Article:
DETROIT – You might not think Michigan would be a place where people would be endlessly fascinated by the Civil War. But they were, and are – then, and now. That’s true, even though there wasn’t a single skirmish fought within hundreds of miles from what was then a small, largely agricultural state. Slavery had been outlawed in Michigan since statehood, so you might think the state didn’t have much to lose one way or another.
But you’d be wrong.
Michigan was a gung-ho participant in America’s bloodiest war, hot to defend the union and sending so many troops early on that President Abraham Lincoln exclaimed “Thank God for Michigan,” when they began to arrive.
That enthusiasm may have lessened a bit as the war went on, year after year, taking the lives of 14,753 men—the equivalent, in terms of the state’s population—to almost 200,000 today. But Michigan stayed loyal and, today, there are still hordes of people who care passionately about the Civil War. Reenactors from at least three states and Canada trooped in to Detroit’s ancient Fort Wayne last weekend to dress up as soldiers and reenact battles.
Hundreds of civilians came to see them. Some Michigan civil war buffs have lamented, however, that the state never produced a larger-than-life Civil War personality they could rally around.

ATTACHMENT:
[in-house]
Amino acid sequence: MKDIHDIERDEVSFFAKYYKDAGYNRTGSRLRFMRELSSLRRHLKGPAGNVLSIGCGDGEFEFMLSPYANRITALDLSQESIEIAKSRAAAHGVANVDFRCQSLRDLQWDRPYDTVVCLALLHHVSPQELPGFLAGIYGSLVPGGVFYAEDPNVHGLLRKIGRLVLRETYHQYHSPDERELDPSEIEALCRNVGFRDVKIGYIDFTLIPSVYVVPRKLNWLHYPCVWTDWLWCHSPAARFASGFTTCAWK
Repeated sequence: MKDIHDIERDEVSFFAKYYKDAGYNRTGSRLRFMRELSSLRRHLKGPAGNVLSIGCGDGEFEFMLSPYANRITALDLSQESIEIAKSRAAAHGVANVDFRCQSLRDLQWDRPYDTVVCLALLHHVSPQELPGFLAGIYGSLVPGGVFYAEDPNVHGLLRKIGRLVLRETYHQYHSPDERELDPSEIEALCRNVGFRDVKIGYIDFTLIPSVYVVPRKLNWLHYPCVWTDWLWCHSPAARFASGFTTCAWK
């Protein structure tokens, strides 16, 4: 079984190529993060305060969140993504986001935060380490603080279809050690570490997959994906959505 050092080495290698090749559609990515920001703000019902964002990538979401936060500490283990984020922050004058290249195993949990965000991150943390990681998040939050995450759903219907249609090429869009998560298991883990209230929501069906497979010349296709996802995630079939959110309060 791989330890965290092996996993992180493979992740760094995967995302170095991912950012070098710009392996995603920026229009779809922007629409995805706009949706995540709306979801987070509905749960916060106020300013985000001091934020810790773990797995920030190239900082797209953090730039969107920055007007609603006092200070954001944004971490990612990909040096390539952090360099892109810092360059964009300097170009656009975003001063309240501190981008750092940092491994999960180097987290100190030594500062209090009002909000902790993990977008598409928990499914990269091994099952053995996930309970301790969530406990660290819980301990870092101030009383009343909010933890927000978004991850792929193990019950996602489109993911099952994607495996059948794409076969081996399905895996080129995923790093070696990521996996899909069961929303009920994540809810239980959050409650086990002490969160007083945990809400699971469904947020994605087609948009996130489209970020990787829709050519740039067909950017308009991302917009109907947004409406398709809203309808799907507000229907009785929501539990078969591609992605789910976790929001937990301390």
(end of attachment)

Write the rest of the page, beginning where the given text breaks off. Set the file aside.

To some extent, that’s true. Michigan didn’t produce any equivalent of Ulysses Grant or Robert E. Lee, a Stonewall Jackson, William Tecumseh Sherman or even a famous political leader. Oh, there was that daring young officer from Monroe named George Armstrong Custer. But his later blunder at the Little Big Horn has largely overshadowed his Civil War experience.
But now Jack Dempsey, a man who is pretty much the popular voice of history in Michigan, may have provided a general who, from across the centuries, seems a uniquely Michigan type. His new book: Michigan’s Civil War Citizen-General, Alpheus S. Williams (The History Press, 2019) tells the story of a hard-working general from Detroit who was the key to the union victory at Antietam, and fought, in the field along with his men, throughout the war, without ever getting a higher command or enough credit.
“He was clearly highly competent, more so than many of higher rank,” said author Dempsey, a former president of the Michigan Historical Commission, and the author of another acclaimed book, “Michigan and the Civil War: A Great and Bloody Sacrifice.”
Dempsey, an attorney who today is the executive director of a foundation called Heritage Michigan, kept running across admiring references to General Williams in other works. “Perhaps the most unheralded, but successful general in the entire federal armies,” an Atlanta historian wrote. “Superior to Custer in every way, except the ability to publicize himself and secure promotion,” another scholar, Albert Castel, wrote of him.
Intrigued, Dempsey found that not only was this all true, but the man whose men admiringly called him “Old Pap” was an excellent writer whose letters about the war are literary masterpieces.